the deserts of Bardo and San Francisco,
the place where angels and devils meet,
Las Vegas and Shanghai’s shadowless streets.
Whatever could be said it said
in words’ infernal heaven,
the cloud-capped victories of language
even if only in a bucket of dust
in a cellar of rusty swords,

a child’s game between naps and meals and potty training,

an old man dreaming of what could never have been,

an escape for an hour from reality’s prison,

a glimpse from our cell
across the loam
of a world that might have been but was not our home.

And now we have the internet
The jig is rigged. Oh, if only
in all its fantasy, it never lied!”

He sighed, raised his glass,
silently toasted the silent room,
took a sip of Wild Turkey, and shrugged.

A Tiger in Winter

It moves, black and gold,
parting a curtain of snow. Its
great head turns toward you.


A small white insect, ant-like,
slowly eats its way through the foundation
of the house,

eats its way through the phylum,
through wood pulp, knots, bark;
through oak, pine, sumac, pressed wood;

eating, eating,
working, sure of its goal.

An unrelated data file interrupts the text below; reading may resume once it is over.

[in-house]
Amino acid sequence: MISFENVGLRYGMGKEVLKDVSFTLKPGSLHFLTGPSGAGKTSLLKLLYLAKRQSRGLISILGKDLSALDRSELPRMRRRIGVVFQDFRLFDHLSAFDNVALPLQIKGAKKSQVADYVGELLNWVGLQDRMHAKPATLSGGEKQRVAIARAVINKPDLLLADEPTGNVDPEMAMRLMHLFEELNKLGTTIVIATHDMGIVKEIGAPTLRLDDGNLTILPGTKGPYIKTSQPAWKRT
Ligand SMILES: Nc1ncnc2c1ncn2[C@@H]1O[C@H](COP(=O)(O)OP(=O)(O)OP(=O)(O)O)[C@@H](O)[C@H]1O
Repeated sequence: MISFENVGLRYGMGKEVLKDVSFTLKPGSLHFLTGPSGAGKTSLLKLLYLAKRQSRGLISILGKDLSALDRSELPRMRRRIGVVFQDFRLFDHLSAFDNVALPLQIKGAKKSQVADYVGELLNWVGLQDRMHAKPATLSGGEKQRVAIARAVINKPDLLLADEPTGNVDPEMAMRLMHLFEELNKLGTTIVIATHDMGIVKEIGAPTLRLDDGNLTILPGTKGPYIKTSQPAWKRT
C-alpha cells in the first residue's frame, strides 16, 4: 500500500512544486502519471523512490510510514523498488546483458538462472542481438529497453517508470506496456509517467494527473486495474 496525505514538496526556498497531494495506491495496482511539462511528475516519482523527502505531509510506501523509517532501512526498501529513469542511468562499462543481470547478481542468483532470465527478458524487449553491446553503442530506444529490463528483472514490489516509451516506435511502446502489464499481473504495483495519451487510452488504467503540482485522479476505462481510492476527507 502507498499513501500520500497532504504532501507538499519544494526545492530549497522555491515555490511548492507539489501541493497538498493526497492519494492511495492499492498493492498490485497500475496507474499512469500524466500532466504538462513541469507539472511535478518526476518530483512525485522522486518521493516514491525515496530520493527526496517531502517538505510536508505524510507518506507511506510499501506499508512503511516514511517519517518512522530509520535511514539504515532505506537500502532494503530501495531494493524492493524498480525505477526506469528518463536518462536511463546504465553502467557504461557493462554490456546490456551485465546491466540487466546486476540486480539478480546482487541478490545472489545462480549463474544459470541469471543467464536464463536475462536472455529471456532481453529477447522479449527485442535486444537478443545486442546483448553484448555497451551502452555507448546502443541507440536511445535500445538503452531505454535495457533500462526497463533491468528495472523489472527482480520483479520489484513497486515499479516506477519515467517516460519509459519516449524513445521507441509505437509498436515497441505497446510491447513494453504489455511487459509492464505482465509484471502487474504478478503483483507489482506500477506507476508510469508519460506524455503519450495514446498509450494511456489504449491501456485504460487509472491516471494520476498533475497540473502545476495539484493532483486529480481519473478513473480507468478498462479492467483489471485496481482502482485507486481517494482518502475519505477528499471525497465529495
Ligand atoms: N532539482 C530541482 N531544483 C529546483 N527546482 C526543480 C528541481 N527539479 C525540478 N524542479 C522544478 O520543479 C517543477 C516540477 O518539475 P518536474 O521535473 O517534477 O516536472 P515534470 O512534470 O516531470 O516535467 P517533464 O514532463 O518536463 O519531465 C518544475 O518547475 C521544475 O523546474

The work is slow, sometimes it despairs
of reaching its goal.
It rests and listens
to the noise of the wind as it batters the house      
and streaks through the myriad little capillary tunnels
it has eaten determinedly through the walls.
This whistling, whooshing, rushing sound
gives the insect courage
before reminding it how much work
remains to be done.
And it goes back, determined
to bring down the home of the strange creatures
that are intent on destroying the habitable earth.

It will probably fail,

but it is leaving eggs—
today they are called “memes”—
and they will hatch into more little termites,
that will leave eggs that will hatch into more little termites,
on and on, and on,                                        
and together they will continue to eat
until they bring down the house
before the strange creatures who live there
destroy the habitable earth.

This is the sound of the little insect as it eats.